Feet are weird.

Feet are weird.

Post rub, my mom and I headed to the nail salon across the street. We walked in shortly after it was opened by a frazzled looking middle aged Asian woman. She drew foot baths in front of two of the massage chairs lining one wall of the shop and instructed us to sit down. She set to work on my mother’s toes while I let my own feet soak in the bubbles. A few minutes later two young girls dashed in from the back door to a string of chastisement from my mom’s pedicurist. None of it in English. My mom swears the agitated woman was mocking her rough heels, but I lean more towards the idea that she just generally carried a sour disposition.

My own attendant was super young and not very talkative, which was fine for me. I had picked a dark maroon color for my feet and a gray for my fingers. I got through the foot process unscathed apart from one of two moments of ticklish tensing. Then I lost the little bottle of nail polish that was intended for my hands. I picked out another and patiently sat through the fumes of chemicals as my unadorned tips became medium gray.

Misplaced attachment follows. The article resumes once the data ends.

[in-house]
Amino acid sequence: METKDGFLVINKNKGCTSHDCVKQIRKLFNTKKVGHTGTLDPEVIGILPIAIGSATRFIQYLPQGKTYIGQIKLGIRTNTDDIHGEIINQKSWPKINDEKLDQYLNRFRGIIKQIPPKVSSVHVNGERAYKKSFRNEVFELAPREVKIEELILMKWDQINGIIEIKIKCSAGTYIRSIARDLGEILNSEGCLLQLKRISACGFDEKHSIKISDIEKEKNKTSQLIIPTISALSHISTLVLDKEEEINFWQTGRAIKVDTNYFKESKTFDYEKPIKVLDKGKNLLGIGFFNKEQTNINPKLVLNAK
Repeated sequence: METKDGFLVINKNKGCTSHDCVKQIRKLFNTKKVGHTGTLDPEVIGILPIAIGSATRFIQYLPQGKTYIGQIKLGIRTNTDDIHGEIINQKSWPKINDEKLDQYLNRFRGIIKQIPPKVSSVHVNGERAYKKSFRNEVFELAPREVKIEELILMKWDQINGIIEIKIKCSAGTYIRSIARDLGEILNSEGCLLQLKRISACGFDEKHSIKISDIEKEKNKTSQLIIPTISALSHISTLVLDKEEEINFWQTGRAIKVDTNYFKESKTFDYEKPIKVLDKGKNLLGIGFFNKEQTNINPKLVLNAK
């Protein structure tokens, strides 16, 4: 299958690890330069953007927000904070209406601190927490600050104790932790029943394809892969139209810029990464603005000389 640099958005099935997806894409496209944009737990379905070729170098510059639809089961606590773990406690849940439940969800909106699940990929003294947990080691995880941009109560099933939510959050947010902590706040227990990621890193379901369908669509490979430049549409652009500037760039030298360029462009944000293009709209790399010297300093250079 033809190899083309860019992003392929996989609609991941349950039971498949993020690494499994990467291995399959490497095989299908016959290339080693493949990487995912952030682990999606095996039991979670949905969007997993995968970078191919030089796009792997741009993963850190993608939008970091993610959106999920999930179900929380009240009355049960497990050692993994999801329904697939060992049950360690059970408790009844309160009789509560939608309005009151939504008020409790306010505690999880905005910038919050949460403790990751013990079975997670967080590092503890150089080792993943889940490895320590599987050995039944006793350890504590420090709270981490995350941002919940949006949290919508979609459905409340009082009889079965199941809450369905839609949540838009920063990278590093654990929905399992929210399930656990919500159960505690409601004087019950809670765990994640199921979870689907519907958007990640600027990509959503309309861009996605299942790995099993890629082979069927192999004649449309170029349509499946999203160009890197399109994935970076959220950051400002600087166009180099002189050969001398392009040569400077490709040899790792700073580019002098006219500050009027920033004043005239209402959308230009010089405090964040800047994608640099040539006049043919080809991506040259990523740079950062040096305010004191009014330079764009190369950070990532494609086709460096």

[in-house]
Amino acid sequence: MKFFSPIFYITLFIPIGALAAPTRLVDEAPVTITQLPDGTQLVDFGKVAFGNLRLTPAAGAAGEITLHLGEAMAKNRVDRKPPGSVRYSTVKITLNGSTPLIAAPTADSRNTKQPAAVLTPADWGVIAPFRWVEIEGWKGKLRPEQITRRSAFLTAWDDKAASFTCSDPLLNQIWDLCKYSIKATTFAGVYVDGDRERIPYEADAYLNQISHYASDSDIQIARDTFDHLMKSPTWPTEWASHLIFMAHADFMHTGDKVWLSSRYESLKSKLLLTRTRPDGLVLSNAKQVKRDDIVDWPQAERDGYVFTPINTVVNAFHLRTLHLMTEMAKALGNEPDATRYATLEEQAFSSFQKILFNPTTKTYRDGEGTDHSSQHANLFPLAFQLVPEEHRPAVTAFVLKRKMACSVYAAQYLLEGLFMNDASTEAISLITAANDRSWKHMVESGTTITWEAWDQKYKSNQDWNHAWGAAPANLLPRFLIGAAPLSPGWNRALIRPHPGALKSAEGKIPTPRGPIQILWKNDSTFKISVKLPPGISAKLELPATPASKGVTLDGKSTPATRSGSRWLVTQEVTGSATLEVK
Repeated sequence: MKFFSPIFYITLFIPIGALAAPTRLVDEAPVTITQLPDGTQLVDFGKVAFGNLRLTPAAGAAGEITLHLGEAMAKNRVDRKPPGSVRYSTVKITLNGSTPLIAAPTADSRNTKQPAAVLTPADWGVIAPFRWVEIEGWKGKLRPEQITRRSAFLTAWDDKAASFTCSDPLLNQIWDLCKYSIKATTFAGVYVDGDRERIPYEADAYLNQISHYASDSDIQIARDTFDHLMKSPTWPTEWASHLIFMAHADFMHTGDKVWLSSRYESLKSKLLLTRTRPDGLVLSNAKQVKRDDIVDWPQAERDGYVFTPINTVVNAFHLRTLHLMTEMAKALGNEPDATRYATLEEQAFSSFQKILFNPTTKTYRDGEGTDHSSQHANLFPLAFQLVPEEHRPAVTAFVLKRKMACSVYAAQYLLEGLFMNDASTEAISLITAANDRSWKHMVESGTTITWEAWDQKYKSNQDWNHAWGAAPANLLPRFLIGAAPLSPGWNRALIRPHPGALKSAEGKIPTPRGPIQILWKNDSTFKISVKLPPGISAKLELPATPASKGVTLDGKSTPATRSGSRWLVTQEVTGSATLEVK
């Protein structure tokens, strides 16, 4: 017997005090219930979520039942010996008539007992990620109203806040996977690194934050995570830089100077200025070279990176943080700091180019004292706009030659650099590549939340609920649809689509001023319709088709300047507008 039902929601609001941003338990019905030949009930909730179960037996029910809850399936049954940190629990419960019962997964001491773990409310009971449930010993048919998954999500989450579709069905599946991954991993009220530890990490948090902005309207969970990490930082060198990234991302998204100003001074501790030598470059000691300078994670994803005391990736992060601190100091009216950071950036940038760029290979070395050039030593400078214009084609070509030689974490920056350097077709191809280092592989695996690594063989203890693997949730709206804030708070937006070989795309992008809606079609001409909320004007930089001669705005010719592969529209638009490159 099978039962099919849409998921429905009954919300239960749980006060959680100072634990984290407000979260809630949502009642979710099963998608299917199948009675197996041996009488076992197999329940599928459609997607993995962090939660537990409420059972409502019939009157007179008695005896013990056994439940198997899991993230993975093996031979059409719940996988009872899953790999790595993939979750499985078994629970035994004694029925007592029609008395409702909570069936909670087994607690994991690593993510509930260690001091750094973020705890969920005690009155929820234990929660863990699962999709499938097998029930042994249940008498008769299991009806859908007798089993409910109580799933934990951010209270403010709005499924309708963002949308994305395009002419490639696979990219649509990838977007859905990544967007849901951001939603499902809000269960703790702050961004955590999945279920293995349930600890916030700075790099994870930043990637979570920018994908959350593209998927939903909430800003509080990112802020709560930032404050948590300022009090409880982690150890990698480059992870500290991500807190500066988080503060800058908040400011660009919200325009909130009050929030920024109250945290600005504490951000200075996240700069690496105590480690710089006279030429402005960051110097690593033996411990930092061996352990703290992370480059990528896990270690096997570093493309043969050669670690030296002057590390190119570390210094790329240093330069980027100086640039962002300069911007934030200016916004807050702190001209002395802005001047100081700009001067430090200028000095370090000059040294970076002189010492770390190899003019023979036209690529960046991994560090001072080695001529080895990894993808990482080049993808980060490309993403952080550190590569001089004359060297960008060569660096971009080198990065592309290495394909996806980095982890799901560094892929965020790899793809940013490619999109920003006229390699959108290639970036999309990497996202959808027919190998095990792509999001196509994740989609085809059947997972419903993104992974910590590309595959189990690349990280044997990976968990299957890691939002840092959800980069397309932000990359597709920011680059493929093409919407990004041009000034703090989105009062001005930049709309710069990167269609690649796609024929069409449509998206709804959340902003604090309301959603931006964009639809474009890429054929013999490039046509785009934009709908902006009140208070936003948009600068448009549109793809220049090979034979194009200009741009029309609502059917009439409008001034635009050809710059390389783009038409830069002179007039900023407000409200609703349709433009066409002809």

Once we were all painted the shop had filled so that each massage chair was occupied. Apparently weekend mornings are busy in Nail Town. I shuffled back out the store with my feet encased in those disposable foam flip flops and admired my sultry toes. Too bad it was March and peep toed kicks were a month away.

I fet like I had spent the morning pretending to be an idle lady of leisure. I could get used to that type of time-filling activity, for about a week. I don’t think I’m cut out to be a lady who lunches. Especially since we skipped the lunching out part.